Friday, February 5, 2016

EDDE 806 post II - Of research questions and generalizability

Yesterday evening I attended my second formal EDDE 806 session (formal in the sense that I am doing blog posts for it, as opposed to just attending and being a fly on the wall).  In any case, the session was pretty interesting, and Viviane Vladimirsky, a fellow EdD student, on her work on her dissertation.

Just prior to Viviane's presentation, as we were going around introducing ourselves there were two interesting pieces of information shared (and reinforced).  First, when we're working on our dissertation when in doubt ask our committee members what they want to see addressed.  Asking people outside of your committee will just muddy the waters, because in the end, in order to graduate, you only need to satisfy your committee and no one else.  I think this is sage advice because if you ask 10 scholars to give you feedback they will all come back with different points of view (based on their own backgrounds, epistemologies, and biases).

The other piece of information (wisdom) shared was on the importance of research questions (very specific ones).  I gotta say - I am still not sold!  I get the importance of specific research questions in certain contexts, but this week I've been reading (again) about post-modernism in 804 and I guess I am rebelling a little against the notion that we have to absolutely have concrete research questions in order to research.  As I joked in the discussion forum, can't I just be the "data whisperer"?  Can I come in with the broad question (such as "what does the data tell us?"), and a grounded theory approach, and continue on with my research?  To be continued...

Anyway, Viviane's presentation.  Viviane is doing research in Sao Paulo Brazil.  Her project is based on Design Based Research principles and she is working on creating K-12 teacher professional development to improve teacher training using OER, and encourage the uptake of OER in the professional activities of K-12 teachers.  Do do this, she is looking at it from two theoretical frameworks, the Unified theory of acceptance and use of technology, and the Integrative Learning Design Framework (this looks like an instructional design model to me). She also chose DBR because DBR is pragmatic, grounded, adaptive, iterative, collaborative, and the designs can be modified based on emerging insights.  In a sense DBR reminds me a lot of agile instructional design.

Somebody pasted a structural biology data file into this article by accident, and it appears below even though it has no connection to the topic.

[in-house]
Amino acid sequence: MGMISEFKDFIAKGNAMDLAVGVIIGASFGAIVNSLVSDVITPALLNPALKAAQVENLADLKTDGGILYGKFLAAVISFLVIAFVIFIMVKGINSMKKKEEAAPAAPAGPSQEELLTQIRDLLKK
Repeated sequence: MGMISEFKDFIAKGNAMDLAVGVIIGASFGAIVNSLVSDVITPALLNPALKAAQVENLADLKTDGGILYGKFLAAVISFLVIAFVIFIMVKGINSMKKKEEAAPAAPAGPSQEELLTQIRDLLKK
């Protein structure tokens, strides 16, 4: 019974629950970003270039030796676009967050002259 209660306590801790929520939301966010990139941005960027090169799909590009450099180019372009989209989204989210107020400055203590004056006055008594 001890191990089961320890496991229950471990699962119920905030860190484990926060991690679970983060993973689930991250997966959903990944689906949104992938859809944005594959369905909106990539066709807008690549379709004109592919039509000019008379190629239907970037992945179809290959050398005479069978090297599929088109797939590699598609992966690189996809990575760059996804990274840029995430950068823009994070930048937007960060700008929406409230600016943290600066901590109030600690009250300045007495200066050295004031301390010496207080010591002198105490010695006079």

When the limitations of this study were discussed the issue of generalizability came up.  Again, because of my post-modern frame of mind at the moment, I don't think generalizability is an issue.  Sure, you can't necessarily compare to a physicist who runs experiments and can come up with something that is generalizable (for the most part), but is that really an issue?  We, as humans, are complex beings and a lot of different factors go into who we are, and how we act.  Findings from one research may not be generalizable, but those findings, taken with the findings of other studies (in meta- studies) can bring us closer to understanding certain things that many be generalizable.  I know that we have to cover ourselves and state the obvious, that findings are not generalizable, but that seems like a given to me (and not something we should be apologetic about - not that Viviane was apologetic, but I've seen others be).

So that was it for the seminar of February 4, 2016.  Did you attend? What did you think?
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